Orang Kayo Pedataran

Jambi’s history has several notable figures. One was Orang Kayo Hitam, and legends reveal this man as having had three siblings. They are as follows:

  1. Orang Kayo Pingai (alt. spelling: Orang Kayo Pinang–1480)  He is said to have been the oldest of the siblings.
  2. Orang Kayo Pedataran (alt. spelling: Kedataran—1490)  He was said to have been a younger brother.
  3. Orang Kayo Gemuk (translated: Fat Rich Person) She was said to have been the only sister, and the youngest of the siblings.

This post is about the grave of Orang Kayo Pedataran.  Little to nothing was ever written or passed along orally about this man.

This grave is believed to be that of Orang Kayo Pedataran

The grave of Orang Kayo Pedataran is located 24 kilometers to the east of the City of Jambi, beginning from the Duren intersection. The grave is located in the village “Desa Sumber Jaya.” This village was previously three smaller villages, but because of their small populations and close proximity to one another, they were joined to form one official village with the name of “Desa Sumber Jaya.”   One of those three villages has retained its original name:   “Desa Pedataran.”

The Only Engraving on the Grave: “Keramat L. Sale” (“KERAMAT” means the grave has spiritual magic. Nobody could tell us what the letter “L” meant. The word “SALE” could be a local spelling, or a  misspelling of the word “SALEH,” which means pious, or godly.

To locate “Desa Pedataran,” we suggest you stop along the main road in Desa Sumber Jaya and ask someone to lead you to it. Road signs in rural areas are rare in Indonesia. When we saw a small shop that had “Desa Sumber Jaya” written on a sign, we stopped and asked directions. Their directions were lengthy, so we had someone take us there on their motorcycle.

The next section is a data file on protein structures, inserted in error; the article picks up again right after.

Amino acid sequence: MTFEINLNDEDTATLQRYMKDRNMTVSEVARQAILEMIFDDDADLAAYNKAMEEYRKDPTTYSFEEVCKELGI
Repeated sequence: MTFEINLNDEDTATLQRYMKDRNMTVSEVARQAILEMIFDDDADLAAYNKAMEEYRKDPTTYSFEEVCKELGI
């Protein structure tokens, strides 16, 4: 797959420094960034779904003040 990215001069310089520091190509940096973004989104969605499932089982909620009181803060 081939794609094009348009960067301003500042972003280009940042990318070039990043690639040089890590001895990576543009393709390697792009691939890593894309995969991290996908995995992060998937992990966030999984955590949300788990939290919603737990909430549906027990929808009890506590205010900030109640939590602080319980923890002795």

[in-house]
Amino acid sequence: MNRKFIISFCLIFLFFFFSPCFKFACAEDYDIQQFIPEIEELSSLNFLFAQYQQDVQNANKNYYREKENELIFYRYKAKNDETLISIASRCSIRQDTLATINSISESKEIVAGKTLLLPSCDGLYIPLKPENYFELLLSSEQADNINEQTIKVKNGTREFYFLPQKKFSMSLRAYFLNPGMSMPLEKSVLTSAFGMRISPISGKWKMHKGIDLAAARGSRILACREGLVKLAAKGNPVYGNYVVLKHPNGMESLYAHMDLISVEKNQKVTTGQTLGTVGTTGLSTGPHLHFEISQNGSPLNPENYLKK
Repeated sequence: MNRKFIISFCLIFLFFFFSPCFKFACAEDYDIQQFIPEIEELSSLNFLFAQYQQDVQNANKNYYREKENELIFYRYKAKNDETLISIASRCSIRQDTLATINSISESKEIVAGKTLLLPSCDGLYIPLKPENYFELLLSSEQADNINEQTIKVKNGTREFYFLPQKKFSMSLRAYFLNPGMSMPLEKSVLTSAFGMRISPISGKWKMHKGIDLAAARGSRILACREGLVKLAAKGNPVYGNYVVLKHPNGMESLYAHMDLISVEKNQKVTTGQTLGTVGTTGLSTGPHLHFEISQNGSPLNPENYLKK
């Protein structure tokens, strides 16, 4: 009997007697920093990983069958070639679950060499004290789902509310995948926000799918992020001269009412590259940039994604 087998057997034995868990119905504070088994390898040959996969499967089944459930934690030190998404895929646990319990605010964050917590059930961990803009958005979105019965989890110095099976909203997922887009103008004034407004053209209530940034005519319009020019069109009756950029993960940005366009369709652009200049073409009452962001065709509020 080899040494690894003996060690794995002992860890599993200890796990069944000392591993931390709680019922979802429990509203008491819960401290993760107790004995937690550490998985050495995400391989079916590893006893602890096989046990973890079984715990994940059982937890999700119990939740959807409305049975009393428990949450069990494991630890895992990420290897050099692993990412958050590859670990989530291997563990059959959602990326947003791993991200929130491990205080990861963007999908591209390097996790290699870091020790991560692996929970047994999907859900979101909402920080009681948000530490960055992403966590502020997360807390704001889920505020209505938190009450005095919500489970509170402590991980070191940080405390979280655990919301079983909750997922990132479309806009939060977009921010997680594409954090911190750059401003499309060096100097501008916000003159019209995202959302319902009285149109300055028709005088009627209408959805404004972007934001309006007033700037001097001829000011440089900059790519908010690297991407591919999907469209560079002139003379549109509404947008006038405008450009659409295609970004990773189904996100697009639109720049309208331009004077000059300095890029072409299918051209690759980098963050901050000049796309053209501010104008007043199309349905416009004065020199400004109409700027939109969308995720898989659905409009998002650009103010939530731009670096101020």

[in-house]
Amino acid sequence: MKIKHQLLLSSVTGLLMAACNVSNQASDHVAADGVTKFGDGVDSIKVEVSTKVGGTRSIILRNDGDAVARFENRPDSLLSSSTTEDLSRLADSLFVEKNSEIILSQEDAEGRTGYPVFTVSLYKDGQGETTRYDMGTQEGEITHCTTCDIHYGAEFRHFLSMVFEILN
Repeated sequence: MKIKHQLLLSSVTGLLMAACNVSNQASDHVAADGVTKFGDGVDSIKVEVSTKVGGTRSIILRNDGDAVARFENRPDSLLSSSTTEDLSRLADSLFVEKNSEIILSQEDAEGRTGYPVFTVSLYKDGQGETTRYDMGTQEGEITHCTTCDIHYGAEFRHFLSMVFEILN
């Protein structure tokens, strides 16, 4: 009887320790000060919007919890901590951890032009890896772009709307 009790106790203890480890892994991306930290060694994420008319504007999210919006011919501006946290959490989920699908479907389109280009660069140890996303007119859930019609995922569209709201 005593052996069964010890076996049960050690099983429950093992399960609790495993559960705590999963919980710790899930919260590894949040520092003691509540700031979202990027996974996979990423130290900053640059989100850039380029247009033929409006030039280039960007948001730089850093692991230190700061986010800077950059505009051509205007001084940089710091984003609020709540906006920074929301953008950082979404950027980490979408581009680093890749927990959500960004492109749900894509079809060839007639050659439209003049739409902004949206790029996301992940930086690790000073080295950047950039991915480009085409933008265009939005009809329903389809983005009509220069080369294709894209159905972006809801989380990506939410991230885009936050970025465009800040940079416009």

To get to “Desa Pedataran,” you have to cross a bridge and go to the south side of the river from the main road. When you arrive in the village you will find there is only a foot/motorcycle path through it. The people taking us there didn’t know the location of the grave, so they took us to the home of Mr. Usman Zin (76 years old), which is located directly across the footpath from the mosque in that village. Mr. Usman Zin gave us some interesting historical information about the Dutch and Japanese occupation of Jambi. He could count to 10 in the Japanese language, and whether it was accurate or not we don’t know…but it sure sounded impressive! He was also the one who led us to the grave of Orang Kayo Pedataran. The information below originated from information received from Mr. Usman Zin.

There is no “Juru Kunci” (grave caretaker) for the grave of Orang Kayo Pedataran, and there never was. Notable graves have a caretaker who receives a small amount of money from visitors for their livelihood. People visit graves such as this to offer prayers, since its believed graves of notable individuals have more spiritual benefit than if you would merely pray in the mosque or your home.

Mr. Usman Zin indicated that the grave was renovated 10 years ago with concrete walls, a floor, and a new headstone. The original wooden headstone has been gone a long time. The new headstone has the word “keramat” (spiritual power, or blessings for people who pray there) written at the top.  Mr. Usman Zin indicated that we were the first foreigners to visit their village–ever, as well as the first foreigners to visit the grave of Orang Kayo Pedataran.

A famous Jambi historian, Mr. H. Junaidi T. Noor, indicates in his book “Mencari Jejak Sangkala,” that the grave of Orang Kayo Pedataran is indeed located in Desa Pedataran, whereas, most of the government promotional materials and websites indicate that this grave is in Desa Pemunduran, along with the graves of the mother of Orang Kayo Pedataran, Putri Selara Pinang Masak, and his sisiter, Orang Kayo Gemuk.

Below is a video we made, which has a few clips of the grave of Orang Kayo Pedataran (starting at 1:29).

The video also has clips of his mother’s grave, as well as that of his younger sister, Orang Kayo Gemuk.

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